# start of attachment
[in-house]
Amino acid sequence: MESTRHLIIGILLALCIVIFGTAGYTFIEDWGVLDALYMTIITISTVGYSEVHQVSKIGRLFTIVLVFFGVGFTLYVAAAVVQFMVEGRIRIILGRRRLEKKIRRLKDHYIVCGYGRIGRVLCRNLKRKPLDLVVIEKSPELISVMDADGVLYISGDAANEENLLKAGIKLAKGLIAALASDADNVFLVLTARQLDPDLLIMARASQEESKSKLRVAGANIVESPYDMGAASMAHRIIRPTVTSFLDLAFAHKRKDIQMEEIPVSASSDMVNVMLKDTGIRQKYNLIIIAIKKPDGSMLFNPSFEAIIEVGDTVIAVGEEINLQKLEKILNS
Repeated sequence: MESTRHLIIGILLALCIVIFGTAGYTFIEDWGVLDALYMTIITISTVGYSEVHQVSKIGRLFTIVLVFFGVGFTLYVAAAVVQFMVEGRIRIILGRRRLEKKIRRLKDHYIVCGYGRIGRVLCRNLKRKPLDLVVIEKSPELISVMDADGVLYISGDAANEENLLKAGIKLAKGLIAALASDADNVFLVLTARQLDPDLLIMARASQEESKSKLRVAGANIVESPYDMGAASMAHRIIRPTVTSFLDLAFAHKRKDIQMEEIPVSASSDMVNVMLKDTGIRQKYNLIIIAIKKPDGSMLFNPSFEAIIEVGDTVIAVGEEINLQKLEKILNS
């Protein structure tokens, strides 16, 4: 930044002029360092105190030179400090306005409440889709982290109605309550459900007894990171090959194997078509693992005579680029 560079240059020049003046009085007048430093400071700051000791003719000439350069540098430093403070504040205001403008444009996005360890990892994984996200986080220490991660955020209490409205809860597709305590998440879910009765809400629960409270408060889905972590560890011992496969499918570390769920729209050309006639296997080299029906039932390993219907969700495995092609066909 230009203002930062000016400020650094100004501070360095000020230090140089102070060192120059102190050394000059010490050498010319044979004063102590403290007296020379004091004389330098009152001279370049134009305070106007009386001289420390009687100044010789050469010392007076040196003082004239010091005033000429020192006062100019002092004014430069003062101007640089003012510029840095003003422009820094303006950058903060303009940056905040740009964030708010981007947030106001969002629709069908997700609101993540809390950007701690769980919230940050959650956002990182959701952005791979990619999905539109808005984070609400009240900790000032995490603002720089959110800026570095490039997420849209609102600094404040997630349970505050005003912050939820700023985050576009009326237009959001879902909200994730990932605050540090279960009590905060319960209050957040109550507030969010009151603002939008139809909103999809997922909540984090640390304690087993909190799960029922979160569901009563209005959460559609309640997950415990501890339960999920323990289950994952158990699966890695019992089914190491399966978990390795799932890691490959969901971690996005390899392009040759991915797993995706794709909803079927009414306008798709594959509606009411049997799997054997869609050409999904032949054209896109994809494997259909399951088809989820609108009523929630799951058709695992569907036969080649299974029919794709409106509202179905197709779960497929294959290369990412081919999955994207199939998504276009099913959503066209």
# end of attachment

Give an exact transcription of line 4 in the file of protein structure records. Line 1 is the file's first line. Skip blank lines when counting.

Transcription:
């Protein structure tokens, strides 16, 4: 930044002029360092105190030179400090306005409440889709982290109605309550459900007894990171090959194997078509693992005579680029 560079240059020049003046009085007048430093400071700051000791003719000439350069540098430093403070504040205001403008444009996005360890990892994984996200986080220490991660955020209490409205809860597709305590998440879910009765809400629960409270408060889905972590560890011992496969499918570390769920729209050309006639296997080299029906039932390993219907969700495995092609066909 230009203002930062000016400020650094100004501070360095000020230090140089102070060192120059102190050394000059010490050498010319044979004063102590403290007296020379004091004389330098009152001279370049134009305070106007009386001289420390009687100044010789050469010392007076040196003082004239010091005033000429020192006062100019002092004014430069003062101007640089003012510029840095003003422009820094303006950058903060303009940056905040740009964030708010981007947030106001969002629709069908997700609101993540809390950007701690769980919230940050959650956002990182959701952005791979990619999905539109808005984070609400009240900790000032995490603002720089959110800026570095490039997420849209609102600094404040997630349970505050005003912050939820700023985050576009009326237009959001879902909200994730990932605050540090279960009590905060319960209050957040109550507030969010009151603002939008139809909103999809997922909540984090640390304690087993909190799960029922979160569901009563209005959460559609309640997950415990501890339960999920323990289950994952158990699966890695019992089914190491399966978990390795799932890691490959969901971690996005390899392009040759991915797993995706794709909803079927009414306008798709594959509606009411049997799997054997869609050409999904032949054209896109994809494997259909399951088809989820609108009523929630799951058709695992569907036969080649299974029919794709409106509202179905197709779960497929294959290369990412081919999955994207199939998504276009099913959503066209």